unnamed-3My friend Barbara, who runs a tour company based in Perugia, was able to call ahead of time for me and arrange a visit. Needles to say my visit to Antica Azienda Agricola Paolo Bea was amazing and unforgettable. We were met by Sergio, who has been working at the winery for over a decade. He was very apologetic because it turned out that on that day the bottling machine, which goes from producer to producer, happened to be available and they were in the process of bottling and corking wine. We got a tour of the new winery, which was planned and designed by Giampiero, Paolo Bea’s son, who is in charge and, according to Paolo Bea, has taken the winery to the next level. All aspects of Giampiero’s design take the wine into consideration and the winery was constructed with materials from the surrounding area that provide natural ventilation, humidity and temperature.

unnamed-2As we went from room to room and stared in awe at the various barrels both wood and steel, we got an opportunity to taste the grapes that were being dried to make Bea’s famous Passito, and as we walked further down to the cellar we heard the clinking of the bottling machine. We were also able to witness the entire family busy reaching for bottles of wine from the assembly belt and quickly but diligently place them in crates where they will rest for another two years or so. When we walked down to the final level, Giampiero greeted us with his son and walked us through the rest of the cellar and the process.

unnamed-5After our tour of the cellar and watching the bottling process in action, we followed Sergio to a tasting room a few yards from the winery. There we sat down and I was able to taste through all of the Paolo Bea wines. All of them were spectacular.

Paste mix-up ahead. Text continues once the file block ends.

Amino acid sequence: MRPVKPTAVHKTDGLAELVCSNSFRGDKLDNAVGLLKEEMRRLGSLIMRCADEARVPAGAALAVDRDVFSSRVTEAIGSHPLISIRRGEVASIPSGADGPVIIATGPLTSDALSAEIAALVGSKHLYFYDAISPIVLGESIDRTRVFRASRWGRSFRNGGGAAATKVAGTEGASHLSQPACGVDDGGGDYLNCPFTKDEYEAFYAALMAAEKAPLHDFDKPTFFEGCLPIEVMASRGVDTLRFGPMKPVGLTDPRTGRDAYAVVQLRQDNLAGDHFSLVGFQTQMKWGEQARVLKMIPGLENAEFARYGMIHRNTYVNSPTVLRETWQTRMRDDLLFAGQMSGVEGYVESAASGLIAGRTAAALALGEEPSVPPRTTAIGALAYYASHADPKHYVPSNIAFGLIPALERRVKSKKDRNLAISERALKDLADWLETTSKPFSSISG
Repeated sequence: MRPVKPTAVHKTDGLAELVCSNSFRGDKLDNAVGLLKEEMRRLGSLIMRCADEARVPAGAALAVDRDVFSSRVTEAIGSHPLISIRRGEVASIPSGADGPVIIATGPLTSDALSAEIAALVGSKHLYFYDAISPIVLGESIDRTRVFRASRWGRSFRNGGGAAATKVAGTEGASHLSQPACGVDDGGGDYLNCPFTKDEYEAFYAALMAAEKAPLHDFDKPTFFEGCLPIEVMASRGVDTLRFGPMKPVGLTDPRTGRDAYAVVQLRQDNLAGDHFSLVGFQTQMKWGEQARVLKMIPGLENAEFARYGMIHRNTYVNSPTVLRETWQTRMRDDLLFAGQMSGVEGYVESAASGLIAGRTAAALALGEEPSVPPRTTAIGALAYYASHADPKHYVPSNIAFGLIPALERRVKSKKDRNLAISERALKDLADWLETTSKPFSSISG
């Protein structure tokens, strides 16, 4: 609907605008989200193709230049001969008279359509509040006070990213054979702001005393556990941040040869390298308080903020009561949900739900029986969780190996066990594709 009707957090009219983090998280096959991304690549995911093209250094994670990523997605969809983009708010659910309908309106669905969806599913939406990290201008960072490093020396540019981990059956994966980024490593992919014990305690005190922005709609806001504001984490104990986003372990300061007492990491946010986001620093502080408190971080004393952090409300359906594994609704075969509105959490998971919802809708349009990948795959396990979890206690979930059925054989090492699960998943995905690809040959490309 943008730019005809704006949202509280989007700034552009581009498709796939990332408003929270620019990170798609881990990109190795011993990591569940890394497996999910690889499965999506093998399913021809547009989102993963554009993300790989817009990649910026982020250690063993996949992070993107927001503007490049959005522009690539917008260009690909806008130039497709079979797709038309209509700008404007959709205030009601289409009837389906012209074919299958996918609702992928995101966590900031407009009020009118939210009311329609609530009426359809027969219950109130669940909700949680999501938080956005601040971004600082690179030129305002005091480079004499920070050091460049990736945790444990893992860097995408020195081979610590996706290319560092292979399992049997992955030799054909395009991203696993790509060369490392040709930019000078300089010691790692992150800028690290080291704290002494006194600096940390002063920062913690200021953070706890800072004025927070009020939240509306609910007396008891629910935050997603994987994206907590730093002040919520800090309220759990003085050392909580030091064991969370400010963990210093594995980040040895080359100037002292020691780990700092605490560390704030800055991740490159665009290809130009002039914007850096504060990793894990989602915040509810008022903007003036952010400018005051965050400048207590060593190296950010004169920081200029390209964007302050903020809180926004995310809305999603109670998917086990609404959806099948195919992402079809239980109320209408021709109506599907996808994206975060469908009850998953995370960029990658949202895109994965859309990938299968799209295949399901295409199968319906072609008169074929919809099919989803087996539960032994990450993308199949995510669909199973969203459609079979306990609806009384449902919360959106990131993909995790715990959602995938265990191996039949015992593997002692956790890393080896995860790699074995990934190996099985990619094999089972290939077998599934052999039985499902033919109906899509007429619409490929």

unnamed-4Giampiero stopped in again and we chatted about the wine and his philosophy; after about 10 – 15 minutes Paolo Bea himself walked in. I’m not really the kind of guy that follows sports and I didn’t understand why people would freak out when they saw their favorite athlete, actor or artist, but when I saw Paolo Bea ‎walk in to greet us I felt goosebumps. I stood up to shake his hand and everything I wanted to say to the man just went blank. I mumbled a few words and he gave me a hard handshake and a hug. I presented him with some coffee that I brought from Colombia just for this occasion.

unnamed-6We tasted the rest of his wines together. Both Paolo and Giampiero grabbed a bottle and signed the label for me and gifted it—it felt like getting a rock star’s autograph. When I returned to New York, I nestled these bottles in the back of our wine fridge, where they will stay until I celebrate a very special occasion. I always say that there is no better way to taste a wine than to taste it with the person behind the wine. Not only did I have the opportunity to taste these wines at the source but also I was able to taste them with the people responsible for what’s in the bottle. After our tour and tasting it took me a few hours to come down from the excitement.


Summer Wines, Shipping, and Bottles

Why IWM won’t ship when it’s warm and two reds for summer drinking

The Abbey at Sant'Antimo

The Abbey at Sant’Antimo

Drinking summer wines are fantastic. A chilled dry rosé can be magnificent on a hot summer day on the beach, and few things on earth are better than Champagne on a sailboat or a crisp, cold pilsner on the way back to the marina at the end of a successful fishing trip. However, sometimes you need a cooler weather wine fix. The problem is that getting wines delivered to your home is risky business since wine gets severely damaged by heat. Wine is a living, evolving, sensitive creation. Heat speeds up chemical processes, and it alters the delicate flavors of the wine.

The IWM temperature-controlled supply chain is expensive and time consuming, but all the efforts are worth it. From the moment a wine leaves the producer it stays at 55 degrees Fahrenheit until it reaches the IWM cellar so that it’s optimal when you get it. For these reasons, we discourage clients from shipping in warm weather. Sometimes we have 24-to-72-hour windows of 50-degree days in the Northeast, but all bets are off on transcontinental ground shipments. The IWM Shipping Department is constantly on the lookout for these slivers of appropriate weather, and we immediately set up local shipments whenever possible.